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Company of the Month – Surgery Hero

Surgery Hero (recently re-named from Sapien Health) began life as a ‘lockdown project’ for its four co-founders and now has a vision to help 100 million people have a successful surgery. We spoke to Co-Founder and CMO, Dr Robbie Huddleston about their virtual health coaching programme for patients awaiting surgery, and how he and his fellow co-founders – Dr Matthew Beatty, Luke Eastwood and Adam Robinson – set Surgery Hero up for success.

Foundations in friendship

Surgery Hero’s founding team has history together. Before forming the company, they were all connected variously as friends, school mates, university housemates and work colleagues (even all of the above in one case). All four worked together at Huma (previously named Medopad), helping to build their remote patient monitoring platform, and had spoken about wanting to start their own business together. But how, specifically, they would best combine their backgrounds and experience in medicine, law and digital health products wasn’t clear at first. It was only during the first Covid lockdown that the inspiration finally came.

Robbie, a qualified doctor, who – prior to his stint in digital health – was specialising in A&E medicine, returned to full-time hospital work, in support of the pandemic.

“Looking back on it now, Covid ended up creating an opportunity for us. I revisited, firsthand, some of the challenges faced in patient care. Added to that, the lockdown meant we were all in our bubbles, looking for a creative outlet outside of work. It was then that all of our business ideas started coming together.”

Surgery and its challenges

Not only did the pandemic inspire the team’s creative thinking, but it also highlighted a growing need to support patients awaiting surgery. During the pandemic, waiting lists for planned procedures ballooned, and record numbers are still experiencing delays in the UK. But, as Robbie explains, even during ‘normal times’, patients waiting for surgery would benefit greatly from better support:

“There’s a misconception that going for surgery starts and ends on the day of the operation. In reality, the weeks and months before surgery can have a dramatic impact on the surgical outcome, the recovery period and long-term quality of life. In fact, while one in three people will experience some form of post-op complication, 50% of those could be avoidable with better pre-op optimization.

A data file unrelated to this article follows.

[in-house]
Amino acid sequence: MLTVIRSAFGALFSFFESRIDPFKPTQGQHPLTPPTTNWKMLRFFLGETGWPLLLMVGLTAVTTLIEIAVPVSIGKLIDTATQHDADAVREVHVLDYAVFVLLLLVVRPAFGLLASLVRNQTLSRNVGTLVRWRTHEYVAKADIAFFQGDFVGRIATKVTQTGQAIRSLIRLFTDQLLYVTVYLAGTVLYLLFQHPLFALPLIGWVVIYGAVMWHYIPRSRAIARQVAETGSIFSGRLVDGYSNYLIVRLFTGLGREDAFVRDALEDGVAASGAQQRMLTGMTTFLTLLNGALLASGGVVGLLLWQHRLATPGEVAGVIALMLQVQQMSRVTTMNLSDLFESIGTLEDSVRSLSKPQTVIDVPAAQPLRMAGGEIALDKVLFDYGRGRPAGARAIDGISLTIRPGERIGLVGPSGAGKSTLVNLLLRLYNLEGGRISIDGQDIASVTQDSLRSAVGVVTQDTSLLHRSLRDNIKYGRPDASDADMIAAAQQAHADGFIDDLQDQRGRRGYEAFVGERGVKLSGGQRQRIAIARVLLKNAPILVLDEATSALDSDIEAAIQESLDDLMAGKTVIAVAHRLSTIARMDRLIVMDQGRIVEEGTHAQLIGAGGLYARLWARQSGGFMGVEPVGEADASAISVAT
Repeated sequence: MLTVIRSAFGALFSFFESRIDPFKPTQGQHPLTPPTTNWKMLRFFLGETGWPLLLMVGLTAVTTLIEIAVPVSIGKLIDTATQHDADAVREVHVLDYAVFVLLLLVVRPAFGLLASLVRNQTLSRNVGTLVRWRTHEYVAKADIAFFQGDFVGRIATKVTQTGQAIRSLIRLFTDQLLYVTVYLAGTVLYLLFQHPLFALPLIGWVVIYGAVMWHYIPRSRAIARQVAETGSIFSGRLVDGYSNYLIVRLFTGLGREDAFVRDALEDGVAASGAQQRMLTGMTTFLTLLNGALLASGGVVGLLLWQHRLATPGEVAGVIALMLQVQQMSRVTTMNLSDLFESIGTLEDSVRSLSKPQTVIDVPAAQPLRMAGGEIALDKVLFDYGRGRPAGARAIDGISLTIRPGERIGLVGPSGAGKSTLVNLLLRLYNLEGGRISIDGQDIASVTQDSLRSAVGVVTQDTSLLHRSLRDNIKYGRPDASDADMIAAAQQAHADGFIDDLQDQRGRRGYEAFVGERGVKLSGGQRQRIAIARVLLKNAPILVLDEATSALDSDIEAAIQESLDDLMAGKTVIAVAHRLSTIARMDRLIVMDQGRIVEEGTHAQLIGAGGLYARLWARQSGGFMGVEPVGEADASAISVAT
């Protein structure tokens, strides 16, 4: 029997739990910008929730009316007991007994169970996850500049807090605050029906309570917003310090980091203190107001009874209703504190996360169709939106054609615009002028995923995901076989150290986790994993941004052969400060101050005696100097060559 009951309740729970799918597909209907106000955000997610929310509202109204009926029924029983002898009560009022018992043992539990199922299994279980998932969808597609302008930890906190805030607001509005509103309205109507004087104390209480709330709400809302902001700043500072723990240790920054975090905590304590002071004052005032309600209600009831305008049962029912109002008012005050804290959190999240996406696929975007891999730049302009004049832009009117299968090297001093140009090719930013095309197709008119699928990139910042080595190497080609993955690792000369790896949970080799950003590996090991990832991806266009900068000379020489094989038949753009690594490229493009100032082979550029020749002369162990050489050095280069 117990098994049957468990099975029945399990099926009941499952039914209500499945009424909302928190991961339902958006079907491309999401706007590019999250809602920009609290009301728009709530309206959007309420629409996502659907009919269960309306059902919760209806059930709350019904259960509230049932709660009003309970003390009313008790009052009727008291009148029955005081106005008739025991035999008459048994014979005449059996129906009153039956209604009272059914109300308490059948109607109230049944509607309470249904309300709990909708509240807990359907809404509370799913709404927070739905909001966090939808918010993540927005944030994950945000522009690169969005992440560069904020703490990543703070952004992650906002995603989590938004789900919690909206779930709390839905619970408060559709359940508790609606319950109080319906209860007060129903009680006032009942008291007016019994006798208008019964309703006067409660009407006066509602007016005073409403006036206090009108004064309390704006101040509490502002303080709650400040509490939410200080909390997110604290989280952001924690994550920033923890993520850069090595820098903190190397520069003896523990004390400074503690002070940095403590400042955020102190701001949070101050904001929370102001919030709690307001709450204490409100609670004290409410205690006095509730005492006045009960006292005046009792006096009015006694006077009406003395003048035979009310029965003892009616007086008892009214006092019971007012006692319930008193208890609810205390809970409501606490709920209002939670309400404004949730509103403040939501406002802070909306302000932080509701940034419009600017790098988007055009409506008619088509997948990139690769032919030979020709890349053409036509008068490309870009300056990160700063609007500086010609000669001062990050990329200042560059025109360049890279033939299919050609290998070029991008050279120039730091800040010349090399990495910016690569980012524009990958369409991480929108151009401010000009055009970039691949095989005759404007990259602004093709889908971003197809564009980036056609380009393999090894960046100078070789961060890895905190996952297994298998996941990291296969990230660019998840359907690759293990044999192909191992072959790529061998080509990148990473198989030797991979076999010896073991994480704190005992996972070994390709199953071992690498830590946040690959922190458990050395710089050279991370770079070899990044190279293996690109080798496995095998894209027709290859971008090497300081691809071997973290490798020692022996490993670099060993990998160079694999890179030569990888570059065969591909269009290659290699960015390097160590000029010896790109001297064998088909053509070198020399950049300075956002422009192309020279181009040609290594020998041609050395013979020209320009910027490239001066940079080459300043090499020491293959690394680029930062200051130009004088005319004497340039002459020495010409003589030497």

I often liken it to running a marathon. When you look at major surgery, the physiological trauma to the body is very similar. And I don’t know anyone who’s ever woken up and decided to run a marathon that day, without any preparation.”

A digital clinic for surgery

The Surgery Hero solution focuses on that preparation for surgery, with a view to improving the outcomes for patients.

It features two key elements – self-directed learning, where the patient is provided with access to on-demand information and support, and one-to-one professional health coaching, provided remotely through their digital platform.

The self-directed learning element is tailored to an individual’s needs, objectives and risk factors. With resources such as meal plans, bite-sized learning and exercise videos, patients can access information to support common objectives, like stopping smoking or losing weight.


The one-to-one coaching is where Robbie describes their solution as unique and delivering surprising outcomes:

“I describe health coaching as the art of facilitating a person’s active participation in managing their own health. We can all relate to the concept of ‘reactance’ in psychology – where people put up barriers as soon as they feel their autonomy is being challenged. This is extremely common where patients have been advised to make behavioural changes. But health coaches are experts in behavioural change, and that’s where we really make a difference.”

As Robbie points out, the relationship formed is key to fostering behaviour change:

“We don’t refer to our users as ‘patients’, because this can infer a dictatorial relationship. We have ‘members’ because what we’re doing is very much a collaboration between coach and member.”

Once enrolled, every Surgery Hero member gets paired with their own health coach. They stay in contact throughout the programme via in-app messaging, phone call, video call or a combination of each.

The ideal scenario Robbie describes is an eight-week pre-op programme, followed by four weeks of post-op support, though this can vary depending on fluctuating waiting lists, type of procedure and local needs. Even with just two to four weeks of pre-op support, he says they have seen impressive outcomes.